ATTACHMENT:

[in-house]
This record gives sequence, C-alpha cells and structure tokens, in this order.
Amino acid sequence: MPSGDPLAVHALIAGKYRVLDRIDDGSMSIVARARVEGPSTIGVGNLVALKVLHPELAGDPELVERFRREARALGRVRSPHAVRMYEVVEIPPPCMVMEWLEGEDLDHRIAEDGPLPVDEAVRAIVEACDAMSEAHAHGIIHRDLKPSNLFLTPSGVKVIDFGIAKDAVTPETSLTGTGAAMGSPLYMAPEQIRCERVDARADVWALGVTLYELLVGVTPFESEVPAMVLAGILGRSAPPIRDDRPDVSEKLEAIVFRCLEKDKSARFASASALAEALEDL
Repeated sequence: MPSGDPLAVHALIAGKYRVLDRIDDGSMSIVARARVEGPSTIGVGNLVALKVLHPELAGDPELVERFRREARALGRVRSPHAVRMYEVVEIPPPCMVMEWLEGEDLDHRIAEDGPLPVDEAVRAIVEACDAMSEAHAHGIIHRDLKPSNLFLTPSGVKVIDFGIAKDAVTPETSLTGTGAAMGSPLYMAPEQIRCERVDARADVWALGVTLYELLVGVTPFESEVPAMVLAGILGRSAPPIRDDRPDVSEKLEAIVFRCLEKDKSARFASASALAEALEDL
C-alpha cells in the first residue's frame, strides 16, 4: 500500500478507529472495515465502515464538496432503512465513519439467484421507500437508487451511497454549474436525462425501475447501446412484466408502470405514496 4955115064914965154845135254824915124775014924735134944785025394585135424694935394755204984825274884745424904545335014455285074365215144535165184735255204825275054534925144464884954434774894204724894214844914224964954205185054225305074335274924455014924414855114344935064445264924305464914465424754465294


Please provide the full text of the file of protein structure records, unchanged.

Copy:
[in-house]
This record gives sequence, C-alpha cells and structure tokens, in this order.
Amino acid sequence: MPSGDPLAVHALIAGKYRVLDRIDDGSMSIVARARVEGPSTIGVGNLVALKVLHPELAGDPELVERFRREARALGRVRSPHAVRMYEVVEIPPPCMVMEWLEGEDLDHRIAEDGPLPVDEAVRAIVEACDAMSEAHAHGIIHRDLKPSNLFLTPSGVKVIDFGIAKDAVTPETSLTGTGAAMGSPLYMAPEQIRCERVDARADVWALGVTLYELLVGVTPFESEVPAMVLAGILGRSAPPIRDDRPDVSEKLEAIVFRCLEKDKSARFASASALAEALEDL
Repeated sequence: MPSGDPLAVHALIAGKYRVLDRIDDGSMSIVARARVEGPSTIGVGNLVALKVLHPELAGDPELVERFRREARALGRVRSPHAVRMYEVVEIPPPCMVMEWLEGEDLDHRIAEDGPLPVDEAVRAIVEACDAMSEAHAHGIIHRDLKPSNLFLTPSGVKVIDFGIAKDAVTPETSLTGTGAAMGSPLYMAPEQIRCERVDARADVWALGVTLYELLVGVTPFESEVPAMVLAGILGRSAPPIRDDRPDVSEKLEAIVFRCLEKDKSARFASASALAEALEDL
C-alpha cells in the first residue's frame, strides 16, 4: 500500500478507529472495515465502515464538496432503512465513519439467484421507500437508487451511497454549474436525462425501475447501446412484466408502470405514496 4955115064914965154845135254824915124775014924735134944785025394585135424694935394755204984825274884745424904545335014455285074365215144535165184735255204825275054534925144464884954434774894204724894214844914224964954205185054225305074335274924455014924414855114344935064445264924305464914465424754465294